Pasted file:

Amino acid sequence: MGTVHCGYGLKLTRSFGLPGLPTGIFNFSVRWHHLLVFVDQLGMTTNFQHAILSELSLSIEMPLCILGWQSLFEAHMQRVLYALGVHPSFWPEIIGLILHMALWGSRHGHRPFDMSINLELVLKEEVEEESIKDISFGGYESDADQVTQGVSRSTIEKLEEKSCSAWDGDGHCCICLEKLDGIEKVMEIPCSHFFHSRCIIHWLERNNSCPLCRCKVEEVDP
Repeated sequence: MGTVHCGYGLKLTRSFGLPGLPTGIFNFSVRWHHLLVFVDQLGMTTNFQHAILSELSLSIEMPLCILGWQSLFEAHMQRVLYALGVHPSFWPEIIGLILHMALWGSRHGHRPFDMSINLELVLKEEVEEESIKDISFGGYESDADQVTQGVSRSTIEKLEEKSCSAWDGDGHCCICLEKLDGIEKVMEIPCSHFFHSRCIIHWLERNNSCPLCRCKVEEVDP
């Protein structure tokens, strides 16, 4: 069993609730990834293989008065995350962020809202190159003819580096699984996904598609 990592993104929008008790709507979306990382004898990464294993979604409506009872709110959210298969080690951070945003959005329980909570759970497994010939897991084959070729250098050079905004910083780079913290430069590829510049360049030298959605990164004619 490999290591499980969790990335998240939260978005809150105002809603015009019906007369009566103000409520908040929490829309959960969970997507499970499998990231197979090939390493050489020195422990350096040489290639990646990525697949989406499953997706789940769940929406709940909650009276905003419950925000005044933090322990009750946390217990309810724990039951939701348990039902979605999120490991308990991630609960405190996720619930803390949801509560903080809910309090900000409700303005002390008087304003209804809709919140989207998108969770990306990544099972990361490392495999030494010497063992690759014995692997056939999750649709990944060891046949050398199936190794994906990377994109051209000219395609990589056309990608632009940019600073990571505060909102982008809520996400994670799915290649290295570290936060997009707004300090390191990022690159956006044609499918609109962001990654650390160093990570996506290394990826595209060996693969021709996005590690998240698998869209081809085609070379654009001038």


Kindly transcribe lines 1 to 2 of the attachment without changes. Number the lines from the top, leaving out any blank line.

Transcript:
Amino acid sequence: MGTVHCGYGLKLTRSFGLPGLPTGIFNFSVRWHHLLVFVDQLGMTTNFQHAILSELSLSIEMPLCILGWQSLFEAHMQRVLYALGVHPSFWPEIIGLILHMALWGSRHGHRPFDMSINLELVLKEEVEEESIKDISFGGYESDADQVTQGVSRSTIEKLEEKSCSAWDGDGHCCICLEKLDGIEKVMEIPCSHFFHSRCIIHWLERNNSCPLCRCKVEEVDP
Repeated sequence: MGTVHCGYGLKLTRSFGLPGLPTGIFNFSVRWHHLLVFVDQLGMTTNFQHAILSELSLSIEMPLCILGWQSLFEAHMQRVLYALGVHPSFWPEIIGLILHMALWGSRHGHRPFDMSINLELVLKEEVEEESIKDISFGGYESDADQVTQGVSRSTIEKLEEKSCSAWDGDGHCCICLEKLDGIEKVMEIPCSHFFHSRCIIHWLERNNSCPLCRCKVEEVDP